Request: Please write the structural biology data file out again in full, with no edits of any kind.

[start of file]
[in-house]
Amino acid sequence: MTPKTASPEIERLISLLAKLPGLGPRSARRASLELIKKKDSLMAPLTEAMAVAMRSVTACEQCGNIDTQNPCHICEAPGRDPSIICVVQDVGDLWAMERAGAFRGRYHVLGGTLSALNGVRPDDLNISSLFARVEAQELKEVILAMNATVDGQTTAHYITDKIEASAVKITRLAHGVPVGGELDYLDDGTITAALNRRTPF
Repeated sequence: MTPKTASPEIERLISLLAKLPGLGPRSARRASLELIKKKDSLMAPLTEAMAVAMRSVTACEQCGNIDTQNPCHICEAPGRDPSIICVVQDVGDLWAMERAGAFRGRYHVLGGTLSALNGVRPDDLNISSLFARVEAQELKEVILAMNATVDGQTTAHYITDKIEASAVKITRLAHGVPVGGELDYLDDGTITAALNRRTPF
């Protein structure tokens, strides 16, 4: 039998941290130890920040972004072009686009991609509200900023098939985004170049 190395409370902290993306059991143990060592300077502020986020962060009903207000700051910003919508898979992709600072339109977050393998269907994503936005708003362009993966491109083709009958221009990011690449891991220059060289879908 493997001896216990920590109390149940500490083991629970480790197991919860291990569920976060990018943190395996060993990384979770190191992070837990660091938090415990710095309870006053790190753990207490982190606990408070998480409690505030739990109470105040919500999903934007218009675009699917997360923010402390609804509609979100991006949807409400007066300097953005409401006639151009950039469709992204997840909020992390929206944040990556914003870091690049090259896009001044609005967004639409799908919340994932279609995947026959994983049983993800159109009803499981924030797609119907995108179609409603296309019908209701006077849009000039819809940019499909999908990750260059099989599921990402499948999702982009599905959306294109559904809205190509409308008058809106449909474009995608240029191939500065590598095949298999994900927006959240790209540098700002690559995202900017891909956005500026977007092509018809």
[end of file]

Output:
[in-house]
Amino acid sequence: MTPKTASPEIERLISLLAKLPGLGPRSARRASLELIKKKDSLMAPLTEAMAVAMRSVTACEQCGNIDTQNPCHICEAPGRDPSIICVVQDVGDLWAMERAGAFRGRYHVLGGTLSALNGVRPDDLNISSLFARVEAQELKEVILAMNATVDGQTTAHYITDKIEASAVKITRLAHGVPVGGELDYLDDGTITAALNRRTPF
Repeated sequence: MTPKTASPEIERLISLLAKLPGLGPRSARRASLELIKKKDSLMAPLTEAMAVAMRSVTACEQCGNIDTQNPCHICEAPGRDPSIICVVQDVGDLWAMERAGAFRGRYHVLGGTLSALNGVRPDDLNISSLFARVEAQELKEVILAMNATVDGQTTAHYITDKIEASAVKITRLAHGVPVGGELDYLDDGTITAALNRRTPF
């Protein structure tokens, strides 16, 4: 039998941290130890920040972004072009686009991609509200900023098939985004170049 190395409370902290993306059991143990060592300077502020986020962060009903207000700051910003919508898979992709600072339109977050393998269907994503936005708003362009993966491109083709009958221009990011690449891991220059060289879908 493997001896216990920590109390149940500490083991629970480790197991919860291990569920976060990018943190395996060993990384979770190191992070837990660091938090415990710095309870006053790190753990207490982190606990408070998480409690505030739990109470105040919500999903934007218009675009699917997360923010402390609804509609979100991006949807409400007066300097953005409401006639151009950039469709992204997840909020992390929206944040990556914003870091690049090259896009001044609005967004639409799908919340994932279609995947026959994983049983993800159109009803499981924030797609119907995108179609409603296309019908209701006077849009000039819809940019499909999908990750260059099989599921990402499948999702982009599905959306294109559904809205190509409308008058809106449909474009995608240029191939500065590598095949298999994900927006959240790209540098700002690559995202900017891909956005500026977007092509018809």